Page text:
Small and large, all impressive, with mortar and stones in shades of red, create the impression of flash back in the years of the Byzantine Emperors. They are enchanting, touch them and touch you; you will admire their unique masonry that resembles handmade embroidery or fine art paintings. Step inside and listen to their story. You will see things unprecedented, such as the demolition of an ancient temple in St. Stephen's fresco or the oldest Byzantine temple with an elevated central aisle. Do not overlook Panagia Koumbelidiki the only temple with the depiction of the Holy Trinity and the dome (it got its name from the Turkish word “kubbe” meaning “dome”) or the marvelous temple of Agioi Anargyroi with the marble decorative bricks and ceramics that create a series of designs of unique beauty.
On your walks you will distinguish post-Byzantine churches with their introvert architecture and special history still surviving today. Churches built during the Ottoman domination by wealthy Kastorians who were driven out of the city's castle and settled in districts such as Apozari, Eleousa or Agios Loukas. You will meet them inside courtyards of houses, as they probably functioned as private temples. Small windows illuminate the interiors of them so that unfaithful eyes find it difficult to see inside, while the central doors are low near the ground so that the Turks cannot enter with horses and vandalize this holy place. They were built with materials that were commonly used for housing, so as not to stand out and put them at risk of being plundered by the Turks.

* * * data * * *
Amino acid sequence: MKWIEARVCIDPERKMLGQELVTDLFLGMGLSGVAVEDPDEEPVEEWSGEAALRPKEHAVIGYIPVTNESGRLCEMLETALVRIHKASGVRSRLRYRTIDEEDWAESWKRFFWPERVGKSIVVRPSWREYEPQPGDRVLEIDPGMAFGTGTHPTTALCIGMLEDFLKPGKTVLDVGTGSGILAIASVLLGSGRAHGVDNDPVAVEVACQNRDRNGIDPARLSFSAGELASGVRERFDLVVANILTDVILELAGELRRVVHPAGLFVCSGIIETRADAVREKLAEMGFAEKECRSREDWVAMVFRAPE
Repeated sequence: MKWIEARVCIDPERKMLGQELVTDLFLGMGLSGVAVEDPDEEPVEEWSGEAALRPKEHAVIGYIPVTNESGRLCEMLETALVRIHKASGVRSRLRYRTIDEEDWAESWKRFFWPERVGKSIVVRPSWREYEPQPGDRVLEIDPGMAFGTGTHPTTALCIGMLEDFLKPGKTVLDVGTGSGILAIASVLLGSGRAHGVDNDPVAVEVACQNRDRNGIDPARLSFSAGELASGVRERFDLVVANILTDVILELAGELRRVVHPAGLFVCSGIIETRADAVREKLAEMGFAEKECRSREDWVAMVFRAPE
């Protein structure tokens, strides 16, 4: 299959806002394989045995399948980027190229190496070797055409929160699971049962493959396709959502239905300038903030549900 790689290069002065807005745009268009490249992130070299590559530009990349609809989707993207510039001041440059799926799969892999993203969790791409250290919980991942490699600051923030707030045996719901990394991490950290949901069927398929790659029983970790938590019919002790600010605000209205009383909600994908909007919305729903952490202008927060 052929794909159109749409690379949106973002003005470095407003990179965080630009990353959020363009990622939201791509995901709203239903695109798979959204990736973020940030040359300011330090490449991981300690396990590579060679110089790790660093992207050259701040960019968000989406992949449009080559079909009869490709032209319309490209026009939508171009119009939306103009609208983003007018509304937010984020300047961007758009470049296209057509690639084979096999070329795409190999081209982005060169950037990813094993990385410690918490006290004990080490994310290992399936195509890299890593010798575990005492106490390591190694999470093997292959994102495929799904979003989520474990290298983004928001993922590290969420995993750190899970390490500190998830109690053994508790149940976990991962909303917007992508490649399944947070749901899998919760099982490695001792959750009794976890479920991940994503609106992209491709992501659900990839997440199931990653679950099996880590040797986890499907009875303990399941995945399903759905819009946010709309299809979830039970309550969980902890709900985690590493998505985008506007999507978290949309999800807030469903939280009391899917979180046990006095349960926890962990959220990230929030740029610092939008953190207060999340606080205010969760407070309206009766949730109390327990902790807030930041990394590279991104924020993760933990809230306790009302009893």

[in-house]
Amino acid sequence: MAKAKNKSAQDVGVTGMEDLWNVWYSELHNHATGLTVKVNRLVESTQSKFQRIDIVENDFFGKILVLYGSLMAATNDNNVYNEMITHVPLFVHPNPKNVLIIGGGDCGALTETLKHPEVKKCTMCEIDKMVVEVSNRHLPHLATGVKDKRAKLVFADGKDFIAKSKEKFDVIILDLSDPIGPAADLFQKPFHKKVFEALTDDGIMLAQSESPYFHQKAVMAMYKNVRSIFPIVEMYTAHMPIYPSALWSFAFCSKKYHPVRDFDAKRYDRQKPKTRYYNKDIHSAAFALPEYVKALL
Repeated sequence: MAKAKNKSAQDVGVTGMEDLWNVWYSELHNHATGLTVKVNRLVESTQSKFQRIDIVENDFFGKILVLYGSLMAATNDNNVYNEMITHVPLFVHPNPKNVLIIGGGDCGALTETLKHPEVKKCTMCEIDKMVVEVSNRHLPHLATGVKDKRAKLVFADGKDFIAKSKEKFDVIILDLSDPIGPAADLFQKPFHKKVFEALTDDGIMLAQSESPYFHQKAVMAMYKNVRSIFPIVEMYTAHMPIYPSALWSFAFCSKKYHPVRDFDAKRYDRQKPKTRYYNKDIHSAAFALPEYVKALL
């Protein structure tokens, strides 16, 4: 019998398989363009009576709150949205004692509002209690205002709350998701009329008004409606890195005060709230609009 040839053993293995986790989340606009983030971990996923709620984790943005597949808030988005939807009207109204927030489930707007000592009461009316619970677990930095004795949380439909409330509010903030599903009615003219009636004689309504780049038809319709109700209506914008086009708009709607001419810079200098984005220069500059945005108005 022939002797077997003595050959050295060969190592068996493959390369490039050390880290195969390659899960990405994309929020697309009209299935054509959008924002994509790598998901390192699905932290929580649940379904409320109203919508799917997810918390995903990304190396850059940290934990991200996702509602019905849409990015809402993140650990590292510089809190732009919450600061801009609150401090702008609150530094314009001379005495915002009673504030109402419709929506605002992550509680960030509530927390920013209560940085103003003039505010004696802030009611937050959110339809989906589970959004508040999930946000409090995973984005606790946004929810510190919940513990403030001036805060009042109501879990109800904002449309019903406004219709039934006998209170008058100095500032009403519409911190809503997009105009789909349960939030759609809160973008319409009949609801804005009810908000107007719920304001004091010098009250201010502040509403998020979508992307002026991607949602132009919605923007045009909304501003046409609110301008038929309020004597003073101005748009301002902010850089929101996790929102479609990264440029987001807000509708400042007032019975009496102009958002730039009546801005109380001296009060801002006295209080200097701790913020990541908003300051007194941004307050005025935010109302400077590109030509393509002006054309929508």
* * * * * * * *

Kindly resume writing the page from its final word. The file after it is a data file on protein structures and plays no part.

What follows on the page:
Learn more about the religious history of Kastoria
Evgenia Drakopoulou, “The city of Kastoria in Byzantine and Post-Byzantine Era” – ISBN 960-85882-1-9
The Ships of Kastoria
In the background of all these masterpieces of centuries past is another natural treasure: our lake which is home of the unique, architecturally and constructively, ships of Kastoria. These boats are so similar to the prehistoric and primitive boats found in the Neolithic Lake Settlement of Dispilio, they are considered their immediate descendants
A humble co-star of the Macedonian struggle, it really helped on secret meetings. Ion Dragoumis mentions it in one of his poems, while the English traveler and topographer W.M. Leake refers extensively to the boat of Kastoria in his book Travels in Northern Greece of 1835 (Volume I, Chapter 7). The ship's length does not exceed 6 meters and its width is 1.30 m. It consists of wooden boards, made so that both edges are sufficiently raised and form two comfortable seats facing each other. The captain, holding the oars and pushing on a board while leaning forward slightly, gives power to the oars and the boat begins to sail, putting its touch on the portrait of the lake between the swans and the ducks.
An integral part of the city’s everyday life, in the old days the ship was not only a commercial but also a passenger vehicle. Now it is only used by fishermen. A beautiful picture that is engraved in one’s mind: the lake with its reeds, the pelicans, and next to them all the Kastorian ship, proudly sailing among the rest of the treasures of the landscape.
Vasiliki Nikolatou, "The Masters of the Lake", ISBN 9781446647851
Whatever you decide to do in Kastoria, one is certain: you will come back to see more...